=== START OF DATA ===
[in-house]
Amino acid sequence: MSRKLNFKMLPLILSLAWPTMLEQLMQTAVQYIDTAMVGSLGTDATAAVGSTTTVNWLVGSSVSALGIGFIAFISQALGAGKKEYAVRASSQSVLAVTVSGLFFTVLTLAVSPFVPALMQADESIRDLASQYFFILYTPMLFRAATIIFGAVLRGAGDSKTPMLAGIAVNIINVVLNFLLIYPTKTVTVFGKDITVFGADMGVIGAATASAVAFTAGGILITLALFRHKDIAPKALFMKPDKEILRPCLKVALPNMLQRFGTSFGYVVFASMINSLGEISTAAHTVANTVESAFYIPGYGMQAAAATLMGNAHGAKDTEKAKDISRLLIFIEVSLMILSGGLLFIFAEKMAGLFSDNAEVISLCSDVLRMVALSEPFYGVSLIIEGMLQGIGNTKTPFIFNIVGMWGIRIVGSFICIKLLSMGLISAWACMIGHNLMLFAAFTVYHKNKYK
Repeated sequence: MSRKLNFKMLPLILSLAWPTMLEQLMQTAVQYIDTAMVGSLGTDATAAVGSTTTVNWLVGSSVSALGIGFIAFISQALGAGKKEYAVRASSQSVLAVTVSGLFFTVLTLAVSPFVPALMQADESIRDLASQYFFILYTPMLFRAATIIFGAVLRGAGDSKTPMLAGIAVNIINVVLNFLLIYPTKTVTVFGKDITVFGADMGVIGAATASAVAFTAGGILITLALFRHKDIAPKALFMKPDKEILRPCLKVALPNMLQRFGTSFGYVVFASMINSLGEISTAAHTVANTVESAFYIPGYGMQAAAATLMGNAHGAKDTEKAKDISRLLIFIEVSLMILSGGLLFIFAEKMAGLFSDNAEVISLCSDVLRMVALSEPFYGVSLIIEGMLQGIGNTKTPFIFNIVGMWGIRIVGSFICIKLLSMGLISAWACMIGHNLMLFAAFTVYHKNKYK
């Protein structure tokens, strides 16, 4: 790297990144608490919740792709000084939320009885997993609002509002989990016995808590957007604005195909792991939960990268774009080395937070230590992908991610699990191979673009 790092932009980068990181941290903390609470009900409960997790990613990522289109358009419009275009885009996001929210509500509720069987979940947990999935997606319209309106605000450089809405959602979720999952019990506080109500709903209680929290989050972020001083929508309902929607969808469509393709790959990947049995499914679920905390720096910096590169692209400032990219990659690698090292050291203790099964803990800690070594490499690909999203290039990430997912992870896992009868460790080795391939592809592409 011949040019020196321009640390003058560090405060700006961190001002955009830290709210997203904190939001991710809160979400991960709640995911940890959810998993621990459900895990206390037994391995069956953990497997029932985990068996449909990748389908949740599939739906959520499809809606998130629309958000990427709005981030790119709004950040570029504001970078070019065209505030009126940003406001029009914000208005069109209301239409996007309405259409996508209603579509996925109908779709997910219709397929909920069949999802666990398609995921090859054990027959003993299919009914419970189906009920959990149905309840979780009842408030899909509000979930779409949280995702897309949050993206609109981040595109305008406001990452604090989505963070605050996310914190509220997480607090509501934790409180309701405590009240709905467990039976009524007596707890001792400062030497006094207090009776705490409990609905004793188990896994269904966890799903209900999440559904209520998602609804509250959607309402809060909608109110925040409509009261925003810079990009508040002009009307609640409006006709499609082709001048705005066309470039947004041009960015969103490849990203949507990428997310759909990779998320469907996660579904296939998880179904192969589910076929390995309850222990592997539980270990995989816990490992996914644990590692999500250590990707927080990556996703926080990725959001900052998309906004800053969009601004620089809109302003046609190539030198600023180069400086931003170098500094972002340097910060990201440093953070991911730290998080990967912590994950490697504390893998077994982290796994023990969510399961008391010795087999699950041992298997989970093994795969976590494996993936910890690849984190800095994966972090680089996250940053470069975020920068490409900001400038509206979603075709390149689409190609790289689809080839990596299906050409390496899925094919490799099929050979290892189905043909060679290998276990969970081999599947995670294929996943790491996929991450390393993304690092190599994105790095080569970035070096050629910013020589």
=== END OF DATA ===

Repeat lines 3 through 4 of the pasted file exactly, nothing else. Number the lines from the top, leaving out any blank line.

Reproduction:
Repeated sequence: MSRKLNFKMLPLILSLAWPTMLEQLMQTAVQYIDTAMVGSLGTDATAAVGSTTTVNWLVGSSVSALGIGFIAFISQALGAGKKEYAVRASSQSVLAVTVSGLFFTVLTLAVSPFVPALMQADESIRDLASQYFFILYTPMLFRAATIIFGAVLRGAGDSKTPMLAGIAVNIINVVLNFLLIYPTKTVTVFGKDITVFGADMGVIGAATASAVAFTAGGILITLALFRHKDIAPKALFMKPDKEILRPCLKVALPNMLQRFGTSFGYVVFASMINSLGEISTAAHTVANTVESAFYIPGYGMQAAAATLMGNAHGAKDTEKAKDISRLLIFIEVSLMILSGGLLFIFAEKMAGLFSDNAEVISLCSDVLRMVALSEPFYGVSLIIEGMLQGIGNTKTPFIFNIVGMWGIRIVGSFICIKLLSMGLISAWACMIGHNLMLFAAFTVYHKNKYK
């Protein structure tokens, strides 16, 4: 790297990144608490919740792709000084939320009885997993609002509002989990016995808590957007604005195909792991939960990268774009080395937070230590992908991610699990191979673009 790092932009980068990181941290903390609470009900409960997790990613990522289109358009419009275009885009996001929210509500509720069987979940947990999935997606319209309106605000450089809405959602979720999952019990506080109500709903209680929290989050972020001083929508309902929607969808469509393709790959990947049995499914679920905390720096910096590169692209400032990219990659690698090292050291203790099964803990800690070594490499690909999203290039990430997912992870896992009868460790080795391939592809592409 011949040019020196321009640390003058560090405060700006961190001002955009830290709210997203904190939001991710809160979400991960709640995911940890959810998993621990459900895990206390037994391995069956953990497997029932985990068996449909990748389908949740599939739906959520499809809606998130629309958000990427709005981030790119709004950040570029504001970078070019065209505030009126940003406001029009914000208005069109209301239409996007309405259409996508209603579509996925109908779709997910219709397929909920069949999802666990398609995921090859054990027959003993299919009914419970189906009920959990149905309840979780009842408030899909509000979930779409949280995702897309949050993206609109981040595109305008406001990452604090989505963070605050996310914190509220997480607090509501934790409180309701405590009240709905467990039976009524007596707890001792400062030497006094207090009776705490409990609905004793188990896994269904966890799903209900999440559904209520998602609804509250959607309402809060909608109110925040409509009261925003810079990009508040002009009307609640409006006709499609082709001048705005066309470039947004041009960015969103490849990203949507990428997310759909990779998320469907996660579904296939998880179904192969589910076929390995309850222990592997539980270990995989816990490992996914644990590692999500250590990707927080990556996703926080990725959001900052998309906004800053969009601004620089809109302003046609190539030198600023180069400086931003170098500094972002340097910060990201440093953070991911730290998080990967912590994950490697504390893998077994982290796994023990969510399961008391010795087999699950041992298997989970093994795969976590494996993936910890690849984190800095994966972090680089996250940053470069975020920068490409900001400038509206979603075709390149689409190609790289689809080839990596299906050409390496899925094919490799099929050979290892189905043909060679290998276990969970081999599947995670294929996943790491996929991450390393993304690092190599994105790095080569970035070096050629910013020589």